1. Players start with 5 random facts about themselves. The random facts must be both deeply philosophical and flatly ludicrous at once. (As a leeway, what the player says need not be random or factual as such.)
2. Those who are tagged must behave like nice people. They should post these rules, modifying them suitably if necessary, and their 5 random facts. They must not think of this as a teenager’s activity. Life’s all about such innocent fun (even if you’re in your late-20s, obsessed with more important things like the original identities of bloggers and blog-commenters, or in 30s and completely bald).
3. Players should tag 3 other people and notify them they have been tagged. (If they don’t feel like doing this, there’s another alternative: they should post 10 random facts instead of 5.)

Random facts about me:

1. Much as I project myself like someone who’s spontaneously absurdist in nature as far as life and such stuff go, I am deeply confused myself. Is the essence ananda or dukka, I kept asking myself and a dumbstruck friend for a few days when those two fancy words caught my eyes recently. Now, you tell me. Ananda ‘va, dukka ‘va?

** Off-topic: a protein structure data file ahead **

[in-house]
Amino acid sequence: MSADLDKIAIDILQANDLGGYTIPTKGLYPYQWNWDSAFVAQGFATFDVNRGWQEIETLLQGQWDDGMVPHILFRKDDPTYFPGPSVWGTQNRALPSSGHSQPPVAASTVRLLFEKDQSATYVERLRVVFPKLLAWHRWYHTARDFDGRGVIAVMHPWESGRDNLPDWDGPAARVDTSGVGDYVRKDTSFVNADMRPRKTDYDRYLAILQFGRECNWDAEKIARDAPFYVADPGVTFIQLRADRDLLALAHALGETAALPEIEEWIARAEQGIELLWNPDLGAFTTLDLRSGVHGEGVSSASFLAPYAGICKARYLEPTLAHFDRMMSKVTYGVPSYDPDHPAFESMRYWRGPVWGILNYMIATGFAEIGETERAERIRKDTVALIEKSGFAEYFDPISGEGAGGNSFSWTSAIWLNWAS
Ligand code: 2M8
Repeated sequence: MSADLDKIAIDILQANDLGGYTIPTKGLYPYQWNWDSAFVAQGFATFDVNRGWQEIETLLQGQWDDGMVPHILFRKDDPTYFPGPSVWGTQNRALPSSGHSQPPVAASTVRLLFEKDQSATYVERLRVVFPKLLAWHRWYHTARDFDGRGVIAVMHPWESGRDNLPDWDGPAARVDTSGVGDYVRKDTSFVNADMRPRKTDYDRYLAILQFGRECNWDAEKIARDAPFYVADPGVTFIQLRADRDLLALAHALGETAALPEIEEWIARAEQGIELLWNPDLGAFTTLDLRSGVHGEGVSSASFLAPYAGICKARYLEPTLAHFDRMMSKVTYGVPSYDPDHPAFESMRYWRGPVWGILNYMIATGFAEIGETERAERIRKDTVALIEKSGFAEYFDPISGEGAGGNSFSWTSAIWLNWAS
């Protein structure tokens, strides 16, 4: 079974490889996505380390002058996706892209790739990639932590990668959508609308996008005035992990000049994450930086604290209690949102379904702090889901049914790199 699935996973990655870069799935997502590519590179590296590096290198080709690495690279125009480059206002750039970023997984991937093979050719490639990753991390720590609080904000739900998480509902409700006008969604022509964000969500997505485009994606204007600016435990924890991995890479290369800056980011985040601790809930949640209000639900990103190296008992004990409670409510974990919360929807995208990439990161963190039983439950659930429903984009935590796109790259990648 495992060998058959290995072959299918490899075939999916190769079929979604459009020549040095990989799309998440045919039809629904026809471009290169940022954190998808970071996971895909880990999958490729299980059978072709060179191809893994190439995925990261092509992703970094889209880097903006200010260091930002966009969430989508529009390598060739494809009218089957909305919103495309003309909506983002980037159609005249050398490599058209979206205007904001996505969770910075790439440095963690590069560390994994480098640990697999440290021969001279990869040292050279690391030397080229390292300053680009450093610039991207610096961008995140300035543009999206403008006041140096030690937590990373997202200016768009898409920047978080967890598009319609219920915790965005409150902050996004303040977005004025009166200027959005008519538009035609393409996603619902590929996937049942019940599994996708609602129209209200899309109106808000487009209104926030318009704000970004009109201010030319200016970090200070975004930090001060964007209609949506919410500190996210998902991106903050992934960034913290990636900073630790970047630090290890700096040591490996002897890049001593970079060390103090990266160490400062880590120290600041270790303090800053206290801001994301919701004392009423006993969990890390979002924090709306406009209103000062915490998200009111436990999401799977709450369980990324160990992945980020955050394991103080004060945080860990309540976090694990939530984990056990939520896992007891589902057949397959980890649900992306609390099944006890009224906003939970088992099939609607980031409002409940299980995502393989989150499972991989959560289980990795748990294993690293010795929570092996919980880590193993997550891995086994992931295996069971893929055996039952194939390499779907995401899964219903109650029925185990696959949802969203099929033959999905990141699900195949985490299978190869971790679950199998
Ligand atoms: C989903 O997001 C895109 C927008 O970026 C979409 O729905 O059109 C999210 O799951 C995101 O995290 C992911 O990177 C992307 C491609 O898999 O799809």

2. I’ve this thing with wrappers of the things of the kind I cherish (and cinema tickets too). That is, I cherish things with their wrappers. So, even when I take off the polythene wrapper of a DVD I bought, I do that so carefully that I don’t tear it up more than just necessary, I keep the polythene wrapper safely in the shelf. I’ve the polythene wrappers of almost all the CDs and DVDs in my reasonably huge collection. (I even plan to revisit them sometime.)